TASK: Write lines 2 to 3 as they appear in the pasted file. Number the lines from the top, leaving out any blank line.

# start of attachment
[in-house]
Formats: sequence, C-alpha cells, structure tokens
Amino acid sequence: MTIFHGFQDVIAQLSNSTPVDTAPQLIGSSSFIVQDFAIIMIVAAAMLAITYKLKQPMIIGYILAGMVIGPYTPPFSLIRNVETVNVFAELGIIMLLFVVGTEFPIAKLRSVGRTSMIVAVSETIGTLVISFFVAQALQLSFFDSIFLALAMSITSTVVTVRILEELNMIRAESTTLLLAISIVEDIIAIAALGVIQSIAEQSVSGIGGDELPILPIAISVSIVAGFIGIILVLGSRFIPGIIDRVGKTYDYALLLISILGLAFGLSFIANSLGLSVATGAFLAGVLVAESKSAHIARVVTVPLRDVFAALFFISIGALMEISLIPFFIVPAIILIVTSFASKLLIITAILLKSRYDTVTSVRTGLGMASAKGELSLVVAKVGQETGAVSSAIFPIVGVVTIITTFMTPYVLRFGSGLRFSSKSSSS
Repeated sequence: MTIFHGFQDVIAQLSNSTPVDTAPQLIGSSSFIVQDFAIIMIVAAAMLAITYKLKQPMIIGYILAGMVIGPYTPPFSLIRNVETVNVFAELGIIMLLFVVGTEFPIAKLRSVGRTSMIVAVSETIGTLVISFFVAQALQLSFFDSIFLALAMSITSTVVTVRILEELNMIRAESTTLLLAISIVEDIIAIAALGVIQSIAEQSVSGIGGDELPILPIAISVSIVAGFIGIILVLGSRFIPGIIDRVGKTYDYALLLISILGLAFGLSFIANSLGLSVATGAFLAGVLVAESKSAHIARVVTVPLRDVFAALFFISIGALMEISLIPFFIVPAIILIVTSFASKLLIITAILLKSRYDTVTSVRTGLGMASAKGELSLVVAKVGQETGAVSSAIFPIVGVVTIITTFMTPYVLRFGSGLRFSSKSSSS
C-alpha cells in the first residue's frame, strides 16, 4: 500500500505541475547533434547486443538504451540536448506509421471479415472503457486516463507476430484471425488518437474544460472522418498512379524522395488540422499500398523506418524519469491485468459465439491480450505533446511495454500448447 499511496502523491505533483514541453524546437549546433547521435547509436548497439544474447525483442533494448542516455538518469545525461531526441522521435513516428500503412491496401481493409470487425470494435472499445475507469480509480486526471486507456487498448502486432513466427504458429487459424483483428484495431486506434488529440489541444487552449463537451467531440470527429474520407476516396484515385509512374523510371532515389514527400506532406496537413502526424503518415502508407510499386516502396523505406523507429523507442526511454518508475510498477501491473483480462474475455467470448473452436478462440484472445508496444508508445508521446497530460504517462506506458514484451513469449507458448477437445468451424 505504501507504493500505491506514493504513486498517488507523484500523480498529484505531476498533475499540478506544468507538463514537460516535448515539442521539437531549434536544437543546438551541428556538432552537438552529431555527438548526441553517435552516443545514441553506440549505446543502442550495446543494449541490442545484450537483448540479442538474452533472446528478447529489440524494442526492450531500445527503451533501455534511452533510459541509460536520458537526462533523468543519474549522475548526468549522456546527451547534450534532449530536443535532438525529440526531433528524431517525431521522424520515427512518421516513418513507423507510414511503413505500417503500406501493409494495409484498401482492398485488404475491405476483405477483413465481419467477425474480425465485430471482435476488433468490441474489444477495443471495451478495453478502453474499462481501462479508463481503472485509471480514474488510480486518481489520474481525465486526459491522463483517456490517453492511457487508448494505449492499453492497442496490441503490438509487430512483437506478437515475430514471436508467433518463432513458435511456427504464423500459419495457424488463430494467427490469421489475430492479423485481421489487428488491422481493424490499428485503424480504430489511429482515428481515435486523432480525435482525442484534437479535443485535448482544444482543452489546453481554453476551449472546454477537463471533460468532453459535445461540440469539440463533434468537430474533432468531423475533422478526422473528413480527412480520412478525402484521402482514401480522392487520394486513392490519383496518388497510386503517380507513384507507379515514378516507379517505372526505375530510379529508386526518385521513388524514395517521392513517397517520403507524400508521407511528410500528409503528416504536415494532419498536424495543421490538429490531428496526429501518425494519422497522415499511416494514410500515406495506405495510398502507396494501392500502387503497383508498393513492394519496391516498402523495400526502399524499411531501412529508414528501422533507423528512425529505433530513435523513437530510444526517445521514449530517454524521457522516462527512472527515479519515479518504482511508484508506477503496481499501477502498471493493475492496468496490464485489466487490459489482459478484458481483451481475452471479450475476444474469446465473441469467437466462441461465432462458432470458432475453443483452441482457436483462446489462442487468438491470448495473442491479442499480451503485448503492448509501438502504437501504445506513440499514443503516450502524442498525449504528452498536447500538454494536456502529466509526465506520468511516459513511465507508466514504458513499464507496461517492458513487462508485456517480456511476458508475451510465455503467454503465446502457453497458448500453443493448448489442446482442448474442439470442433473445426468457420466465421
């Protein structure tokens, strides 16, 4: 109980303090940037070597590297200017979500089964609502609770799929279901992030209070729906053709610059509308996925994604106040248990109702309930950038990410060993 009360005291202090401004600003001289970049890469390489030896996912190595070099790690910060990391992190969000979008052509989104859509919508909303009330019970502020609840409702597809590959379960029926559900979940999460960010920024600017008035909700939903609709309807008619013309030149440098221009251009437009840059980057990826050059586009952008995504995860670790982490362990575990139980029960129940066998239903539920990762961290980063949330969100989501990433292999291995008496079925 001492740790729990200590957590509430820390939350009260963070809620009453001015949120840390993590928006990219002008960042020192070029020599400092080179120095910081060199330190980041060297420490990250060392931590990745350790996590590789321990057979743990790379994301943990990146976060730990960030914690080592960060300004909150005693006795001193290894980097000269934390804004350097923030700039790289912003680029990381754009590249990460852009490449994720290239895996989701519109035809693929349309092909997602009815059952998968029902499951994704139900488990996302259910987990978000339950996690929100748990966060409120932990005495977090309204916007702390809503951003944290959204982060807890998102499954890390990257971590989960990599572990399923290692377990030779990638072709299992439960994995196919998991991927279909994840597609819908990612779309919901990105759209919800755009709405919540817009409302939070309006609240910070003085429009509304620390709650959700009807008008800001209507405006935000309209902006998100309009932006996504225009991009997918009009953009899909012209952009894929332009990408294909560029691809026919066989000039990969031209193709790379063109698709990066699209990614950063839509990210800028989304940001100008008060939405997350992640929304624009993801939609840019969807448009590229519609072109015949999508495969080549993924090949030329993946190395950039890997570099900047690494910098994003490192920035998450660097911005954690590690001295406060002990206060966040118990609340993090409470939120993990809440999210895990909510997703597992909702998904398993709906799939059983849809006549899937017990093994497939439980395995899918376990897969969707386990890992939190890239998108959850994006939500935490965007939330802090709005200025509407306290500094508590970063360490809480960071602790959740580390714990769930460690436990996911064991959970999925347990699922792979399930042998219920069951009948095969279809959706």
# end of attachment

Formats: sequence, C-alpha cells, structure tokens
Amino acid sequence: MTIFHGFQDVIAQLSNSTPVDTAPQLIGSSSFIVQDFAIIMIVAAAMLAITYKLKQPMIIGYILAGMVIGPYTPPFSLIRNVETVNVFAELGIIMLLFVVGTEFPIAKLRSVGRTSMIVAVSETIGTLVISFFVAQALQLSFFDSIFLALAMSITSTVVTVRILEELNMIRAESTTLLLAISIVEDIIAIAALGVIQSIAEQSVSGIGGDELPILPIAISVSIVAGFIGIILVLGSRFIPGIIDRVGKTYDYALLLISILGLAFGLSFIANSLGLSVATGAFLAGVLVAESKSAHIARVVTVPLRDVFAALFFISIGALMEISLIPFFIVPAIILIVTSFASKLLIITAILLKSRYDTVTSVRTGLGMASAKGELSLVVAKVGQETGAVSSAIFPIVGVVTIITTFMTPYVLRFGSGLRFSSKSSSS